— There are parts which you created with particular attention to detail for each individual character.

While this could be said for all the characters, it is the plain and simple movements that are most difficult to present naturally. I hope users will notice the finely detailed movements such as how the body moves when she is simply breathing.

The physics of the hair and breast movement coordinated with each motion required particular attention. Because the characters are students, we wanted the motions to be modest and real, with a subdued refinement, so that they did not appear too sexy. We played the movements for each character in the meeting room while adjusting the parameters a little at a time to match the character traits until we got the approval of each group involved. Please watch for this also.

— What are the future plans for Raramagi?

For the future, we have decided to exhibit Raramagi at Comic Market 92 which will be held from August 11 (Friday) to August 13 (Sunday), 2017. We are planning to sell original goods consisting mainly of original artwork such as Raramagi 2017 summer set and long poster featuring all of the Kigakubu members together, and also to distribute some novelty items.

In addition, we are planning to conduct a trial of the new “Odekake” function that will be installed in the game in the future and allows users to take photos with the Kigakubu members.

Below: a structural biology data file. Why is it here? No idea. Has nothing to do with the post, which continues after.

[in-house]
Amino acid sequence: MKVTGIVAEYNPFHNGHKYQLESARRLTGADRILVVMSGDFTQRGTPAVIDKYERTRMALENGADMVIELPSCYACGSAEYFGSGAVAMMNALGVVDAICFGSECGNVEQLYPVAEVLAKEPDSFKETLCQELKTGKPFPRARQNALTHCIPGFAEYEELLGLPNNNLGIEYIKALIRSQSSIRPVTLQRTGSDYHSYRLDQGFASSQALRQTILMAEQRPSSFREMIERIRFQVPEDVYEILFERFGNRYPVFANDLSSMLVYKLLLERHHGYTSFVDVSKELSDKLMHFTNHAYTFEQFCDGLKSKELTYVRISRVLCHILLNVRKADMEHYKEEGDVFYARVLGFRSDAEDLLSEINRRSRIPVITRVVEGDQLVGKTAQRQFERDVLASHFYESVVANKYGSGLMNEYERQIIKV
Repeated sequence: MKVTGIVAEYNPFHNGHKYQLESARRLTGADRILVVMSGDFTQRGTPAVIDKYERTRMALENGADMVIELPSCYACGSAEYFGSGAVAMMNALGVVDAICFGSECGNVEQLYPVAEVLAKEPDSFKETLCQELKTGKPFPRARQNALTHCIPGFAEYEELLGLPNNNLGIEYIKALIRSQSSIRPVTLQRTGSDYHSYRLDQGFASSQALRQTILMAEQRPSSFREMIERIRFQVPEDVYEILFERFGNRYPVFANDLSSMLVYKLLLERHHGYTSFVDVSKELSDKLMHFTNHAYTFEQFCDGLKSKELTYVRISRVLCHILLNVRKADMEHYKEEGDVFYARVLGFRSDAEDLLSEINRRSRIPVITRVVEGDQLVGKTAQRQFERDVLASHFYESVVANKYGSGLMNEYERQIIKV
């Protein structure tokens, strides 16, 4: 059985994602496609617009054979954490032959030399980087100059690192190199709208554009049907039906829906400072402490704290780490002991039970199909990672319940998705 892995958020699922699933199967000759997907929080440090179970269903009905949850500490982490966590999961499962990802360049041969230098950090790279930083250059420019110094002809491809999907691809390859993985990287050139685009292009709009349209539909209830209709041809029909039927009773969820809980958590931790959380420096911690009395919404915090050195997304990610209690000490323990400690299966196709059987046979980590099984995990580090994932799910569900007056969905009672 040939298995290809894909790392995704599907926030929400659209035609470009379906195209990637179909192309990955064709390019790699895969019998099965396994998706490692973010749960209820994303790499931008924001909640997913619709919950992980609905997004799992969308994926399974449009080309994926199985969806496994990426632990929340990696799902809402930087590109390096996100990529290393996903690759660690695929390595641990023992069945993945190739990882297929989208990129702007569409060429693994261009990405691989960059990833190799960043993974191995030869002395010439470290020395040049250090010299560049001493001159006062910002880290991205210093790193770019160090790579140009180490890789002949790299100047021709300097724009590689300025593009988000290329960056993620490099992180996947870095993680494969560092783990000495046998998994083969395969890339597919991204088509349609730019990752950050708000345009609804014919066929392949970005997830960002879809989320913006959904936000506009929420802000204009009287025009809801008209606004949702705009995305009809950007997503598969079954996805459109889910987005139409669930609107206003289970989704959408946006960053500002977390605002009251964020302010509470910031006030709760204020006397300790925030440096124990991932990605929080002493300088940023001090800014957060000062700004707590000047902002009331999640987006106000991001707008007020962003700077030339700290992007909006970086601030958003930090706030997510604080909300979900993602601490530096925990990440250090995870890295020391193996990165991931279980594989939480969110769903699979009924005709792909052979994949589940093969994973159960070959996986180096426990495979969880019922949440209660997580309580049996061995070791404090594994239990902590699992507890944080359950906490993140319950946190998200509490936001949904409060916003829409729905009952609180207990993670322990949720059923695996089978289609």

“Odekake” function

“Odekake” lets users take a picture together with their favorite Kigakubu characters and feel like they are actually on an outing with them.

When visitors to Comic Market 92 try “Odekake,” the photo taken there will be printed out and given to them as a present!

We are also planning to give stickers as presents to users who post their impressions of the trial session to SNS with the hashtag #raramagi. Please come visit us at the Raramagi booth (corporate booth, West 4F, No. 4332).

Note: “Odekake” is a function under development, and the details may be different from the trial session when the function is actually installed.

We also plan to further expand the main story, events, cards, and other aspects of the game, so please look forward to more Raramagi in the future.

— Thank you for your time today!

Thank you!

Raramagi was created with careful attention to every detail. Play it now!